I allow myself a bit of luxury: the “long chair”

I allow myself a bit of luxury: the “long chair”

Sure, a “long chair” or a recamière is not really practical. It takes up quite a lot of space for its intended use – only one person can lie on it and feel good. But that is precisely what makes it so desirable.

 

A sofa can seat at least two people. It is good for comfortable and social sitting and for afternoon naps. This is a demand that the “long chair” could never live up to. As the name suggests, this seat comes from France – a country that is famous for its luxurious lifestyle. Let’s look back a few hundred years, to the court of Louis XV.

 

When the King wanted to rest after arduous government work, he took off his crown and lay down on a “long chair”. In the court life of the 18th century, it was initially nothing but a comfortable seat with footrest – a 2-part piece of furniture which, little by little, became a unit with six legs.

 

But this tired noble figure could not properly stretch out on an extended armchair. With this, from the beginning of the 19th century, a completely different arrangement could be seen in the fine homes – an article of seating / reclining furniture with no back rest but with two armrests. It was named after the author Julie Récamier, who was once immortalised by the painter Jacques-Louis David in oil. The picture featured the woman lying on such a couch. Voilà!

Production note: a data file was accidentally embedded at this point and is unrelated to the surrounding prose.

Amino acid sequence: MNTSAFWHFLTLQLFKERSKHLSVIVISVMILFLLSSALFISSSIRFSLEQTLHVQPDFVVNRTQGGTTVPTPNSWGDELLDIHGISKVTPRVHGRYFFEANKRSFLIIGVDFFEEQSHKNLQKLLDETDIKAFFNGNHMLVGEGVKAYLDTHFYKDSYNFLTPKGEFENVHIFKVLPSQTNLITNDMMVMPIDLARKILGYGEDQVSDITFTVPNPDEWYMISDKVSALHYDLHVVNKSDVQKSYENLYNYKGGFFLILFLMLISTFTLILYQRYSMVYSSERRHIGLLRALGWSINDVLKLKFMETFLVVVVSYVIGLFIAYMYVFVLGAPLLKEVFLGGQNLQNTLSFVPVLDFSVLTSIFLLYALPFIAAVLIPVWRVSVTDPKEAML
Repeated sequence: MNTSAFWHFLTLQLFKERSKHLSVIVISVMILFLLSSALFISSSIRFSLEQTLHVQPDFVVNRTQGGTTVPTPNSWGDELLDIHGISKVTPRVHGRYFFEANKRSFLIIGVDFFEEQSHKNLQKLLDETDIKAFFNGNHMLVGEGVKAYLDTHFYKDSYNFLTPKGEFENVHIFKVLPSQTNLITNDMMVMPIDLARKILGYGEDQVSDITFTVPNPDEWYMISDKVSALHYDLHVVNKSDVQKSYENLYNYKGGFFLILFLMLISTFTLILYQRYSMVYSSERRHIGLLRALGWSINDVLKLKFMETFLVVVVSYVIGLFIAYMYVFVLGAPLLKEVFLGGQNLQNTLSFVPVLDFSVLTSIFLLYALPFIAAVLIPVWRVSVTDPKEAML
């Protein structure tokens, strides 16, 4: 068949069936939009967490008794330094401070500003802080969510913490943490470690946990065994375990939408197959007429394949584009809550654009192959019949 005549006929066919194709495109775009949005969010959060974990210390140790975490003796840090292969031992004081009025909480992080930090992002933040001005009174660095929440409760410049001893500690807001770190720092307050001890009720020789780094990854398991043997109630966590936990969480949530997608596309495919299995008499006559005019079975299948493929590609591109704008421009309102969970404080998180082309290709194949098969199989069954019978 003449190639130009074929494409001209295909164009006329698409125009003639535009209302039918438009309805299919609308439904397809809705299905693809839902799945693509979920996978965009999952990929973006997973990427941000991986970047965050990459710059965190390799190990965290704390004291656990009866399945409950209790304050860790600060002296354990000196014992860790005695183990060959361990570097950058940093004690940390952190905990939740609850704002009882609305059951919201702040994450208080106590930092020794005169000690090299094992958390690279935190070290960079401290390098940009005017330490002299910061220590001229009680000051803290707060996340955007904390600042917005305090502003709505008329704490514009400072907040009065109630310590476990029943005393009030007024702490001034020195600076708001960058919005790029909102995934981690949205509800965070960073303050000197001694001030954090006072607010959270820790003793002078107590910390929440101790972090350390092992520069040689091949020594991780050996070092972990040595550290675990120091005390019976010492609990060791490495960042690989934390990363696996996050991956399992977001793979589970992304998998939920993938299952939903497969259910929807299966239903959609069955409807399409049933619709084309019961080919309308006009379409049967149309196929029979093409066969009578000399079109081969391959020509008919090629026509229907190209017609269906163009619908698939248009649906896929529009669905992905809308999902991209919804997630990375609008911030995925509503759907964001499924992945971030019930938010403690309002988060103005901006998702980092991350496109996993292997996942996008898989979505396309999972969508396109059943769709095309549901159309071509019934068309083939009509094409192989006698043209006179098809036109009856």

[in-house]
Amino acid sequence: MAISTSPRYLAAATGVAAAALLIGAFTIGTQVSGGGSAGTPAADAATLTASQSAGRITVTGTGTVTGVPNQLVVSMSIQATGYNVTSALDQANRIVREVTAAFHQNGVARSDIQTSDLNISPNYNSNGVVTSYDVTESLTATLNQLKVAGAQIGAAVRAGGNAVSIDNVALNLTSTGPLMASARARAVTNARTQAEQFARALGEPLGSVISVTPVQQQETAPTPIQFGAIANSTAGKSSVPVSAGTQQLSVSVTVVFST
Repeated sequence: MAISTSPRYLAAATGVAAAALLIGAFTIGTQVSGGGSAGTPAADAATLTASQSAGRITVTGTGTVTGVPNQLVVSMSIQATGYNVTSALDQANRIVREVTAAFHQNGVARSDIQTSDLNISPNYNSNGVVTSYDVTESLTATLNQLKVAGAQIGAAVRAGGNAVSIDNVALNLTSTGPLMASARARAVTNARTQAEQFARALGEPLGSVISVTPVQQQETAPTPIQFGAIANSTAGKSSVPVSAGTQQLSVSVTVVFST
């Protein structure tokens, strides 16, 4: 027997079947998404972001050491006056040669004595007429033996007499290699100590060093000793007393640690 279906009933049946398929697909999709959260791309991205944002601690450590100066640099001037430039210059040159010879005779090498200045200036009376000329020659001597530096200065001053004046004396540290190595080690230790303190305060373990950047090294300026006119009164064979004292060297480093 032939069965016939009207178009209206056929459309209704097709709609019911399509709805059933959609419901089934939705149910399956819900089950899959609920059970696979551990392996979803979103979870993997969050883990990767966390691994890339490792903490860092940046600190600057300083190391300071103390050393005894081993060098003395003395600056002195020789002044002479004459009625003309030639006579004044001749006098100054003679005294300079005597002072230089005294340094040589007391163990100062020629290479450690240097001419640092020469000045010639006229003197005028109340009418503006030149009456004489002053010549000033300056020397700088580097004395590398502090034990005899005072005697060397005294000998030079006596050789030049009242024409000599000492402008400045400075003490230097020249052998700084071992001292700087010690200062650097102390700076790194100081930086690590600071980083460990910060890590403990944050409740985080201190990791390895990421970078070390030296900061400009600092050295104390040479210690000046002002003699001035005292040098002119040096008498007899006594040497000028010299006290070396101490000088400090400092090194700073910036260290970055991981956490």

Then there was the Ottomane (French for “Ottoman”), which became famous at around the same time as the “long chair” did. This mix of seat and sofa also served as a day bed. The Ottomane originally had a daunting backrest whose ends leaned forward in the direction of two side rails. As the bank became increasingly used for napping, at some point in time people started ignoring the back almost entirely.

 

Today, the resting places of absolutism are experiencing a renaissance: as an exact copy of the ornate original, as a playful sofa variation in bright colours or as a minimalist day bed for fans of modern furnishing. For all their diversity, however, there is one thing that remains common with the chairs and long chairs: their wonderful luxurious look!

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